Now available is an advanced summary of the forthcoming United Nations Environment Program (UNEP) publication, District Energy in Cities: Unlocking the Full Potential of Energy Efficiency and Renewable Energy, written in collaboration with the Copenhagen Centre on Energy Efficiency (C2E2), ICLEI (Local Governments for Sustainability) and UN-Habitat. This summary is the first of a series of guidance documents and tools within the new of the District Energy in Cities Initiative—in support of the Sustainable Energy for All (SE4All) EE Accelerator Platform.
Accelerating the uptake of energy efficiency and renewable energy in the global energy mix is the single biggest contribution to keep global temperature rise under 2 degrees Celsius (°C) and to reap the multiple benefits of an inclusive green economy. Cities account for over 70 percent of global energy use and, 40 to 50 percent of greenhouse gas emissions worldwide. Half of cities’ energy consumption is for heating and cooling. Any solution for the climate and energy transition must explicitly address sustainable urban heating and cooling, as well as electricity. One of the least-cost and most efficient solutions in reducing emissions and primary energy demand is the development of modern (climate-resilient and low-carbon) district energy in cities.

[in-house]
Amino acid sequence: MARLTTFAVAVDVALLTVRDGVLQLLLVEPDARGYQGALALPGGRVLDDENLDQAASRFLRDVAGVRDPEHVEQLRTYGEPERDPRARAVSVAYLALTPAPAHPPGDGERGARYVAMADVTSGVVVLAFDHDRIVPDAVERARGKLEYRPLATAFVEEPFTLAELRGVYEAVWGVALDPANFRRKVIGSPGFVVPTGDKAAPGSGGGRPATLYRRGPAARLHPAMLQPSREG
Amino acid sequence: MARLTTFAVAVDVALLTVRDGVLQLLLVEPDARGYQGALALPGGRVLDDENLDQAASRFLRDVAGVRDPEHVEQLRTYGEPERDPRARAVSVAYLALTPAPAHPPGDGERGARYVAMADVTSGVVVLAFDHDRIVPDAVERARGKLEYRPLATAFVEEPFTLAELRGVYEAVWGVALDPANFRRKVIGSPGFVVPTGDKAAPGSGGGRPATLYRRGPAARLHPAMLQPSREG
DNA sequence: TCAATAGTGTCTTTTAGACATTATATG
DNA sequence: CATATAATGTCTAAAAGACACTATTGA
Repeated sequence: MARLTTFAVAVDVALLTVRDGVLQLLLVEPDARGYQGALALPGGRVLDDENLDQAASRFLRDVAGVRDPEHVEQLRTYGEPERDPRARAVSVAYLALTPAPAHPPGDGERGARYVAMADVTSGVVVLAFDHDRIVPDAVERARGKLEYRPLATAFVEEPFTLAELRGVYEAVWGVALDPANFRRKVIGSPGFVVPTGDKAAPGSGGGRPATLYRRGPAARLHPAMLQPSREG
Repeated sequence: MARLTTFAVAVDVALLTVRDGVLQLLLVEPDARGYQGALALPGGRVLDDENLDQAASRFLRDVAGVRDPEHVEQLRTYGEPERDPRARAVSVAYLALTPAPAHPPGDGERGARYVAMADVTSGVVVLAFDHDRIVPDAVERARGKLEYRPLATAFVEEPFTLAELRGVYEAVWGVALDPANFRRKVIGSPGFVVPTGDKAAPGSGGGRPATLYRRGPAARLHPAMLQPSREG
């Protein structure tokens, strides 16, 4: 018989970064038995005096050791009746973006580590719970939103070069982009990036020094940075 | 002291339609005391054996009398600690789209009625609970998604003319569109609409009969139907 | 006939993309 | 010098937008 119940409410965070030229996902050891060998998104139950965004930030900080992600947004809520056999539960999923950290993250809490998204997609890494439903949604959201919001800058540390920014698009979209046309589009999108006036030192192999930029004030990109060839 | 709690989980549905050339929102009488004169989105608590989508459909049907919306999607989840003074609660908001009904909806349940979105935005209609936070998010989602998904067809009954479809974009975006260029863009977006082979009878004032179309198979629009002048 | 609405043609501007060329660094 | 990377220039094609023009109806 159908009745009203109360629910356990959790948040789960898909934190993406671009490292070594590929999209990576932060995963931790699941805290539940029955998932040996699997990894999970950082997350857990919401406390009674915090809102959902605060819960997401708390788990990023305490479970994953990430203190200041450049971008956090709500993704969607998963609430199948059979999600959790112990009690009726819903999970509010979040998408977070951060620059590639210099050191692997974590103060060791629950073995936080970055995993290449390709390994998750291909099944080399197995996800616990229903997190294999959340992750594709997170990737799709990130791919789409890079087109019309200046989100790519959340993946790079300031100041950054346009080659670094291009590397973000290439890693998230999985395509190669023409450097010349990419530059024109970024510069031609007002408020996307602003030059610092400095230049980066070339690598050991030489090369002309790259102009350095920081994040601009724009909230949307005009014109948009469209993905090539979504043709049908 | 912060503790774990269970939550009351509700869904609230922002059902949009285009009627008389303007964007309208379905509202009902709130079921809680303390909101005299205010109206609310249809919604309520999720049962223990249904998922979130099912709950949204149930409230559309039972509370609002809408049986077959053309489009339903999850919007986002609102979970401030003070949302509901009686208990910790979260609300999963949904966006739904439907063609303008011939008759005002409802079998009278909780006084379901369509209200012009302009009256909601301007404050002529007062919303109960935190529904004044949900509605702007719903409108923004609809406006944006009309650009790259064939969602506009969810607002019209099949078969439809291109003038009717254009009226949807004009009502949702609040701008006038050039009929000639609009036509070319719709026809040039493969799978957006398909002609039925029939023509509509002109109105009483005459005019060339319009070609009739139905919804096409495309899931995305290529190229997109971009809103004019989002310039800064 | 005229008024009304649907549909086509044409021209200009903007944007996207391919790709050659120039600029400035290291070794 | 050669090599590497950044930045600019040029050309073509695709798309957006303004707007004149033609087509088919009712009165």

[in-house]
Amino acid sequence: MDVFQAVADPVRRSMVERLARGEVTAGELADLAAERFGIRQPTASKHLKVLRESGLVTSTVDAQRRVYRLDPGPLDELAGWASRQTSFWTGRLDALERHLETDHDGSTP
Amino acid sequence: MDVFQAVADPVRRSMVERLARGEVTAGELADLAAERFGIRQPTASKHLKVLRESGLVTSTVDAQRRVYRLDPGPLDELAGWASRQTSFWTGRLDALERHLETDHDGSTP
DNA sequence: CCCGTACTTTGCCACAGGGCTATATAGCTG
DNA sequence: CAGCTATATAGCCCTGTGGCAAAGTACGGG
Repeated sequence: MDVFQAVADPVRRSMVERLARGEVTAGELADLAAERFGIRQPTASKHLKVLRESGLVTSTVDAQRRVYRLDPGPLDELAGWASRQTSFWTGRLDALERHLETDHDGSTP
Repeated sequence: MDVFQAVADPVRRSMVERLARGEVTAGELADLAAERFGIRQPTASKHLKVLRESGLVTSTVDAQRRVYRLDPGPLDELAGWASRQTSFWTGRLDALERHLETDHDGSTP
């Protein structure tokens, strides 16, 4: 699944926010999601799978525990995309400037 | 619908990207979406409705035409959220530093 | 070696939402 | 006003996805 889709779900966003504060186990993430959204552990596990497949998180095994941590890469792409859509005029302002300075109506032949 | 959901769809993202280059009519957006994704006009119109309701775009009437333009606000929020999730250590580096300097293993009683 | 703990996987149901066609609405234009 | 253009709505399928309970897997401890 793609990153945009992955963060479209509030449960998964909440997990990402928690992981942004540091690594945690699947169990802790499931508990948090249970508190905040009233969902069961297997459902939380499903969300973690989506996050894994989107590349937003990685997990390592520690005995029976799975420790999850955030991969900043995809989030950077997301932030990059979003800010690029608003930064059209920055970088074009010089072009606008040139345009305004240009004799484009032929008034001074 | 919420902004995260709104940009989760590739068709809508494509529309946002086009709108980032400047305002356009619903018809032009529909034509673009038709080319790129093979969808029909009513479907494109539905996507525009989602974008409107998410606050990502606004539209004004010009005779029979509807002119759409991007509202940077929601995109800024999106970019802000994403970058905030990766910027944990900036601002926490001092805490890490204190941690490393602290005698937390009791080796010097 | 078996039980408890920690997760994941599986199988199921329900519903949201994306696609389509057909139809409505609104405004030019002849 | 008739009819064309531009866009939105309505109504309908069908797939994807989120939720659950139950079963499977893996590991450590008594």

To facilitate this energy transition, UNEP has initiated a new initiative on District Energy in Cities, as the implementing mechanism for the SE4ALL District Energy accelerator (see Figure 1 from the summary below).
Modern district energy systems combine district heating, district cooling with combined heat and power (CHP), thermal storage, heat pumps and/or decentralized energy. They are increasingly climate resilient and low carbon, allowing the:
- Recovery and distribution of surplus and low-grade heat and cold to end-users (e.g., previously unused waste heat from industry or power stations, waste water and use of natural water reserves such as lakes, rivers);
- Storage of large amounts of energy – such as surplus wind power or surplus heat in the summer – at the lowest cost compared to other energy storage options; and
- Integration and balancing of a large share of variable renewable power – for example, through conversion to heat and stored for use seasonally or during peak thermal demand.
A transition to low-carbon district energy systems could avoid over 35 gigatons of carbon dioxide (CO2) emissions at low cost by 2050 – equivalent to 58 per cent of the global CO2 emissions reductions required to keep the global temperature rise to 2-3°C. Modern district energy systems could result in a 7 per cent reduction in overall capital investment in the power sector by 2030 – an investment savings of US$795 billion by replacing the use of electricity for heating and cooling and thereby reducing peak and overall power demand. More….